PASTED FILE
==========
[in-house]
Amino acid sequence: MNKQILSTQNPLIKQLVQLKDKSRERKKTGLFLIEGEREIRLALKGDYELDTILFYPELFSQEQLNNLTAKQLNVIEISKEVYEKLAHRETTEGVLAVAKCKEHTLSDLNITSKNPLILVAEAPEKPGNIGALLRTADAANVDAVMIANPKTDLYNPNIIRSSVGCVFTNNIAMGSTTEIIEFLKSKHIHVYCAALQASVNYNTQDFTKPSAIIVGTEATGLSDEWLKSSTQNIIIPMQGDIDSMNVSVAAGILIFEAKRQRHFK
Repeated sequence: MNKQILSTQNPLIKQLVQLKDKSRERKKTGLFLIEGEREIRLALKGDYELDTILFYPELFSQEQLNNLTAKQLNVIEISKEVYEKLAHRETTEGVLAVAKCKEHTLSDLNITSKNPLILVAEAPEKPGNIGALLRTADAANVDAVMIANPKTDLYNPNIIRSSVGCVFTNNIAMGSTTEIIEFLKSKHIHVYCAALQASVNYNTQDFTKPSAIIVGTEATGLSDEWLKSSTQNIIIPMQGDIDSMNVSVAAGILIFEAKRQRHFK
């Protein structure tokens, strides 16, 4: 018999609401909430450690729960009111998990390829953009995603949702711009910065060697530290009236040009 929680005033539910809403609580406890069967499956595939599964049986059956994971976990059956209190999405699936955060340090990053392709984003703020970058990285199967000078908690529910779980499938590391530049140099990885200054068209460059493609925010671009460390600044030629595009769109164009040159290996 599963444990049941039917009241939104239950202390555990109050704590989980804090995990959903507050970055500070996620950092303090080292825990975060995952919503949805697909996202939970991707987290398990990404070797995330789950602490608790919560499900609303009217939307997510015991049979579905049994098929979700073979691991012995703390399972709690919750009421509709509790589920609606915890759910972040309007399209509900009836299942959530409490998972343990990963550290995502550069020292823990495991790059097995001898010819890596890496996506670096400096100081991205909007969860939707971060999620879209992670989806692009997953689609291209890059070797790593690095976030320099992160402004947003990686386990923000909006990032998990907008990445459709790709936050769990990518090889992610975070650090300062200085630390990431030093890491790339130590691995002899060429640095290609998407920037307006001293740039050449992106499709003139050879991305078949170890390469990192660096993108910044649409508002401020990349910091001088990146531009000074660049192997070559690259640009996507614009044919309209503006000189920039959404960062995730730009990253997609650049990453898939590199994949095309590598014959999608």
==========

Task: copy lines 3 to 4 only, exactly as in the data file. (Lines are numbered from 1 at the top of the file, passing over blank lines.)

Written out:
Repeated sequence: MNKQILSTQNPLIKQLVQLKDKSRERKKTGLFLIEGEREIRLALKGDYELDTILFYPELFSQEQLNNLTAKQLNVIEISKEVYEKLAHRETTEGVLAVAKCKEHTLSDLNITSKNPLILVAEAPEKPGNIGALLRTADAANVDAVMIANPKTDLYNPNIIRSSVGCVFTNNIAMGSTTEIIEFLKSKHIHVYCAALQASVNYNTQDFTKPSAIIVGTEATGLSDEWLKSSTQNIIIPMQGDIDSMNVSVAAGILIFEAKRQRHFK
């Protein structure tokens, strides 16, 4: 018999609401909430450690729960009111998990390829953009995603949702711009910065060697530290009236040009 929680005033539910809403609580406890069967499956595939599964049986059956994971976990059956209190999405699936955060340090990053392709984003703020970058990285199967000078908690529910779980499938590391530049140099990885200054068209460059493609925010671009460390600044030629595009769109164009040159290996 599963444990049941039917009241939104239950202390555990109050704590989980804090995990959903507050970055500070996620950092303090080292825990975060995952919503949805697909996202939970991707987290398990990404070797995330789950602490608790919560499900609303009217939307997510015991049979579905049994098929979700073979691991012995703390399972709690919750009421509709509790589920609606915890759910972040309007399209509900009836299942959530409490998972343990990963550290995502550069020292823990495991790059097995001898010819890596890496996506670096400096100081991205909007969860939707971060999620879209992670989806692009997953689609291209890059070797790593690095976030320099992160402004947003990686386990923000909006990032998990907008990445459709790709936050769990990518090889992610975070650090300062200085630390990431030093890491790339130590691995002899060429640095290609998407920037307006001293740039050449992106499709003139050879991305078949170890390469990192660096993108910044649409508002401020990349910091001088990146531009000074660049192997070559690259640009996507614009044919309209503006000189920039959404960062995730730009990253997609650049990453898939590199994949095309590598014959999608």